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I have a variable which I am using to represent state. It can be read and written to from multiple threads.

I am using Interlocked.Exchange and Interlocked.CompareExchange to change it. However I am reading it from multiple threads.

I know that volatile can be used to make sure the variable is not cached locally but always reads directly from memory.

However if I set the variable to volatile then it generates a warning about using volatile and passing using ref to the Interlocked methods.

I want to ensure that each thread is reading the most recent value of the variable and not some cached version, but I can't use volatile.

There is a Interlocked.Read but it is for 64 bit types and is not available on the compact framework. The documentation for it says that it is not needed for 32 bit types as they are already performed in a single operation.

There are statements made across the internet that you don't need volatile if you are using the Interlocked methods for all your access. However you can't read a 32 bit variable using the Interlocked methods, so there is no way you can use Interlocked methods for all your access.

Is there some way to accomplish the thread safe read and write of my variable without using lock?

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Good question actually. Using a regular lock implies a critical execution point and guarantees your value will be up to date for all threads. However, Interlocked.Exchange is not implemented using lock and I can't find any reference that it makes such guarantees. –  Thorarin Jul 27 '09 at 5:17

2 Answers 2

up vote 24 down vote accepted

You can safely disregard that warning when you're using Interlocked.Xxx functions (see this question), because they always do volatile operations. So a volatile variable is perfectly OK for shared state. If you want to get rid of the warning at all costs, you actually can do an interlocked read with Interlocked.CompareExchange (ref counter, 0, 0).

Edit: Actually, you need volatile on your state variable only if you are going to write to it directly (i.e. not using Interlocked.Xxx). As jerryjvl mentioned, reads of a variable updated with an interlocked (or volatile) operation will use the most recent value.

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Where I should replace 0 with a value which my variable will never be? –  trampster Jul 27 '09 at 5:18
Phew, if it didn't, Interlocked would be pretty useless. Scared me there for a minute :) –  Thorarin Jul 27 '09 at 5:22
@Daniel: no, the constant doesn't matter, because CompareExchange will be replacing 0 with 0 if counter is 0 — i.e. a no-op. –  Anton Tykhyy Jul 27 '09 at 6:15

Interlocked operations and volatile are not really supposed to be used at the same time. The reason you get a warning is because it (almost?) always indicates you have misunderstood what you are doing.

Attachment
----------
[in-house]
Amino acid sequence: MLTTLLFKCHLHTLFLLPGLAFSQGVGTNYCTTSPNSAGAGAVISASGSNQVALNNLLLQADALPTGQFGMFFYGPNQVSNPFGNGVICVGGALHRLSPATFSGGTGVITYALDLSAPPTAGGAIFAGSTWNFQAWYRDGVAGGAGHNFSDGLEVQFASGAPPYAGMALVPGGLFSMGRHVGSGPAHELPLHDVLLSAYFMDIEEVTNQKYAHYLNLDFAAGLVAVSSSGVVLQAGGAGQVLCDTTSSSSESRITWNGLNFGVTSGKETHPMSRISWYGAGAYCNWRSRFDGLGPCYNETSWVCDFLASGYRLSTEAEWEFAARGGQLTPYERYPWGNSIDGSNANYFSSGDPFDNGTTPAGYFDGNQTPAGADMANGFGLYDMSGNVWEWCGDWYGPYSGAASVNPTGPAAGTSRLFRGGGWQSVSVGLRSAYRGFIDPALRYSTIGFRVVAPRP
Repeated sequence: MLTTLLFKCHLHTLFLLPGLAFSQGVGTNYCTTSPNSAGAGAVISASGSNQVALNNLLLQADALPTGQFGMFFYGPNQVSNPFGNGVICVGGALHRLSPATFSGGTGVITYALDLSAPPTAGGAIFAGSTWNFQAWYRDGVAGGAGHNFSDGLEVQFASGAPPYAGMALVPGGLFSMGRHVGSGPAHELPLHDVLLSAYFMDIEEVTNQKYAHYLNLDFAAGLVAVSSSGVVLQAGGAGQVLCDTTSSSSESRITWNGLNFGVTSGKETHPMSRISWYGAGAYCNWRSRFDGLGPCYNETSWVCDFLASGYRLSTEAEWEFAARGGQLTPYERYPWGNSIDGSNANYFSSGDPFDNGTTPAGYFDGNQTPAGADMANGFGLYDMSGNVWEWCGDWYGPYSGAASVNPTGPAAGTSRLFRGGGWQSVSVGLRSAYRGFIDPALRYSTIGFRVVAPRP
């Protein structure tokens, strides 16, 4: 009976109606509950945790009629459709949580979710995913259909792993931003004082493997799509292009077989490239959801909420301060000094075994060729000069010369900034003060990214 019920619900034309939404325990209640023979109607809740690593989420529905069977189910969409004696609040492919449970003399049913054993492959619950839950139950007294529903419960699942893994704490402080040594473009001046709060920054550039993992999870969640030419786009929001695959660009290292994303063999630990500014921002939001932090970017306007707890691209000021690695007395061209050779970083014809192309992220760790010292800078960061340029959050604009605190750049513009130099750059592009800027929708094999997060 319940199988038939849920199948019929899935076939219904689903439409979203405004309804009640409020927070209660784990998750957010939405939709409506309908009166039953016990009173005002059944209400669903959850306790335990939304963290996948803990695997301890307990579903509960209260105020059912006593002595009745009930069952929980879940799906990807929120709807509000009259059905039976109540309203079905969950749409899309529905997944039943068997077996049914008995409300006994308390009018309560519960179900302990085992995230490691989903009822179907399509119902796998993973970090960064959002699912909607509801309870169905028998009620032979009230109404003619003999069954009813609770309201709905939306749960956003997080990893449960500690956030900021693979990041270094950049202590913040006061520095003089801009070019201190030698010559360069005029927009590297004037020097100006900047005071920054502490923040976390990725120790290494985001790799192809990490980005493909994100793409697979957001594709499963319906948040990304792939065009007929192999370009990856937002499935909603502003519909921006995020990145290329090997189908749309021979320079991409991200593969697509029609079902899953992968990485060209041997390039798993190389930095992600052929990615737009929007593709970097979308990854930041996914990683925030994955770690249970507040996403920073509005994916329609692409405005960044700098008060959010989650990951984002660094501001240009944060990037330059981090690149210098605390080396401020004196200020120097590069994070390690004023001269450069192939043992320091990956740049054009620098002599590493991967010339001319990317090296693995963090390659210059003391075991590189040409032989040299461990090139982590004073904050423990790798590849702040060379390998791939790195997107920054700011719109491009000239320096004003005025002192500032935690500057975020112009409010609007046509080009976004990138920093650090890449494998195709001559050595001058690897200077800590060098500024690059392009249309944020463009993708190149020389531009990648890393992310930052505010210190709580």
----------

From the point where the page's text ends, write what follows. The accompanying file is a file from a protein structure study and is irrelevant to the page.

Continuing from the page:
Over-simplifying and paraphrasing:
volatile indicates that every read operation needs to re-read from memory because there might be other threads updating the variable. When applied to a field that can be read/written atomically by the architecture you are running on, this should be all you need to do unless you are using long/ulong, most other types can be read/written atomically.

When a field is not marked volatile, you can use Interlocked operations to make a similar guarantee, because it causes the cache to be flushed so that the update will be visible to all other processors... this has the benefit that you put the overhead on the update rather than the read.

Which of these two approaches performs best depends on what exactly you are doing. And this explanation is a gross over-simplification. But it should be clear from this that doing both at the same time is pointless.

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There is nothing inherently wrong with using volatile and Interlocked together. The reason you get a warning is that volatile is that volatile is not a part of the type system, and the callee who receives the reference will not know that the referenced variable needs volatile access. –  Anton Tykhyy Jul 27 '09 at 6:20
Yeah, my first sentence could have been clearer... The warning is not because of mixing 'Interlocked' and 'volatile' as such, but because of mixing 'ref' and 'volatile'. Still does not change the fact that the warning indicates a misunderstanding of what is going on. –  jerryjvl Jul 27 '09 at 8:34
For the record, there's discussion over here where it is suggested that this answer is wrong. @jerryjvl, if you wish to contribute that would be great. –  romkyns May 26 '11 at 17:13
There's more subtlety involved in this than I had realised when I first wrote this answer. I strongly recommend reading Joe Duffy (and/or his book on concurrency) to get a detailed understanding in the context of the problem being addressed. He's really the authority when it comes to these matters. The big issue with lock-free is that it usually is about performance in some sense, but there are pitfalls along the way that can either produce incorrect results or degrade the performance being sought. –  jerryjvl Jul 5 '11 at 5:11
Joe Duffy talks specifically about the reference to volatile / Interlocked operation in this blog entry. Mixing interlocked with references is 100% ok, and he's petitioned to add a special case in the C# compiler not to throw a warning in this case. –  Chuu Nov 9 '11 at 18:51

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